Today was the last day we would be able to have a full day, since we would be leaving on Tuesday morning. Instead of going to Three Tables or Shark’s Cove, we wanted to make sure that we were able to snorkel… and see Sea Turtles. Sure enough, we saw two, feeding away off the coral reef like they were at a Las Vegas buffet. Looked good, but it couldn’t have been as good as the Angelo Pietro restaurant, who manufactures my favorite salad dressing. It’s off Kapiolani Blvd. and sort of tucked into a corner. I was so full from lunch but I HAD to try Angelo Pietro’s. They only had locations in Hawaii and Japan and I certainly hope they open up one in Los Angeles.
I ordered the raw potato salad topped with radish sprouts and their signature Sesame-Miso dressing. It was so refreshing and good. Probably the freshest vegetables I’ve had so far in Hawaii. Tempura and macaroni salad DO NOT COUNT. I also ordered the bacon/pickled vegetable spaghetti which was light and flavorful. Nothing difficult to make. I really prefer eating Japanese-style, Italian food as opposed to traditional Italian because I think it’s lighter. Yum. I’d go back here again.
And to end the trip with a bang, we decided to have an exquisite dinner at Alan Wong's. We crossed off Roy’s and Sam Choy’s because they have locations in California. We ran late because Alan Wong’s was hidden inside a non-descript building. 30 mins after our reservations, we were seated in the nicely decorated restaurant. The chefs worked quietly, yet efficiently in the open kitchen. The waiters buzzing around our table like bees in a hive. It’s rare that I treat myself to exquisite dining, and I think Alan Wong’s was a great place to experience Hawaiian-fusion and end the trip. The 11 of us decided to order appetizers and entrees and share with everyone. Here's what we had... (getting drool towel ready*).
Ahi Tuna Tartare. Basically it was a poke-pie with soy sauce and wasabi. Light, crispy and intensely flavorful .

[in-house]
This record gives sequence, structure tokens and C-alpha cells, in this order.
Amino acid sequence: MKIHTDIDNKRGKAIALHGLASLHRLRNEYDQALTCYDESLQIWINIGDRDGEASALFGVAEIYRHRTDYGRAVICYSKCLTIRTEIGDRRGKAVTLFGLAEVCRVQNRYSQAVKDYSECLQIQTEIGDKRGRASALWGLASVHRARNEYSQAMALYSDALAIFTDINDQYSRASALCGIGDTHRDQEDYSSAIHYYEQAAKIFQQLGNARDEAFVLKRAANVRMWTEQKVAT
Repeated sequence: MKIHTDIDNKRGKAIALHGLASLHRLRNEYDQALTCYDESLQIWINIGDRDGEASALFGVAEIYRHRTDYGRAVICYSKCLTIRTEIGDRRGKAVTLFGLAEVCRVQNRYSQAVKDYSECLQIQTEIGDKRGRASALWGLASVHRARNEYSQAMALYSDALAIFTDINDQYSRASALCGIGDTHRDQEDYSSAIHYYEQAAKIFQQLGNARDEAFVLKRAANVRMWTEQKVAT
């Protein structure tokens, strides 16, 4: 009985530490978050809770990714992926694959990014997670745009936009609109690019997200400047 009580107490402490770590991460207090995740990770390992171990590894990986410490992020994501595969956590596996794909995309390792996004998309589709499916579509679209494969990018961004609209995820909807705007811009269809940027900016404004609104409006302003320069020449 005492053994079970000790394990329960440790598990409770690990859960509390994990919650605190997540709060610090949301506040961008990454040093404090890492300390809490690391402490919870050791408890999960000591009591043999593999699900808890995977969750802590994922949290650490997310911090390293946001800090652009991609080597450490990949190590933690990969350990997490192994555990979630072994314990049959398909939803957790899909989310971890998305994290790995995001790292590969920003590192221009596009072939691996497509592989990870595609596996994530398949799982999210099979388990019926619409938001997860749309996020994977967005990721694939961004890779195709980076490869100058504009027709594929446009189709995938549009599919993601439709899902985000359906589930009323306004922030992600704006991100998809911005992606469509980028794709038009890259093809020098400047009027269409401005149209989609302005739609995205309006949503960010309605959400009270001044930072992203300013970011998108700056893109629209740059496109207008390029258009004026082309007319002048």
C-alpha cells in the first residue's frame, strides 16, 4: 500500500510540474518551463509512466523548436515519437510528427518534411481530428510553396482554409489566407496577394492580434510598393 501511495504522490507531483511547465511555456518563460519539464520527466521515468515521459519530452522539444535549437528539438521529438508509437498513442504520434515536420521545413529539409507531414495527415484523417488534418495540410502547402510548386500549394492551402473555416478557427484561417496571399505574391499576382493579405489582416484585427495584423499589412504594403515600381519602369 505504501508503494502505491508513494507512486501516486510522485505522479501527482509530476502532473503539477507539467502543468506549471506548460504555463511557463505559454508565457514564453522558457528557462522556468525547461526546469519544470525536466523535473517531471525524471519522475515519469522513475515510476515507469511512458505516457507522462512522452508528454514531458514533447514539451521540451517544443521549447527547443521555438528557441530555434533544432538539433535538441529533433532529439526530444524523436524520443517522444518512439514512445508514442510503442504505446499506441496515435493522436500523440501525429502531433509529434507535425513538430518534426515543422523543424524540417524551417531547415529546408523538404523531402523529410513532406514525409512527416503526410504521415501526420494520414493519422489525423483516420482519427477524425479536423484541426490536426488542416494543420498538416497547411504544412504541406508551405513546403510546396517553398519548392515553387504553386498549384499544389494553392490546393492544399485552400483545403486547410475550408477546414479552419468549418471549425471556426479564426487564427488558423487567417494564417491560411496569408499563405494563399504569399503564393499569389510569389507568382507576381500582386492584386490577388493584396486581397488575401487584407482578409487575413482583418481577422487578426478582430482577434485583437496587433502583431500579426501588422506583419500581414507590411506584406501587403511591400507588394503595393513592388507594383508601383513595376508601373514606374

Sushi. I didn't try this but I'm sure it was good. I had my stomach space reserved for bigger and bolder things.
Kiawe Grilled Maui Cattle Company Rib Eye. This dish was served with mushrooms, green beans and a port wine sauce... it was so good. Steak was too simple and plain for me to order though.
Poki-Pines. One of Alan Wong's specialties. Wonton skins were shaped into miniature pineapples and stuffed with ahi tuna poke. So good! This recipe is available in Alan Wong's hawaiian cookbook.>
Broiled Lobster and Abalone with Aioli. This one was one of my favorites. Eaten together with the aioli, the meat just melts.
Macadamia Nut-Coconut Crusted Lamb Chops. Awesome. The reduction sauce was a little too sweat and thick though.
Da Bag. Clams and kahlua pork are steamed in a large foil bag and served in flavorful clam broth. Nothing really special. I did enjoy the broth though.
Butterfish with Foie Gras. This was my favorite dish of the night and also my first time trying foie gras. I'm gonna try my hardest to replicate this dish .
Duck Salad. Moist pieces of duck served over greens. Bland..
Crabcakes. I thought these were sort of dry.
After dinner, I started to think my career options. I figure I can only do advertising for a few years because I am more interested in the culinary arts. Before Hawaii, I was talking to a few chefs from Café Pinot in Downtown Los Angeles. I expressed my interest in working there part time and they encouraged me to send in my resume. I like pretentious and haute dining. I like that they treat a white plate as as though it’s a canvas, with food as the form of art. I'm crossing my fingers as we speak because I'd be overwhelmed if I got the job. They told me I wouldn't have to start on dishes, so that's good to know. haha. I'll let you guys know what happens.
Monday, October 31, 2005
Posted by e d b m at 4:47 PM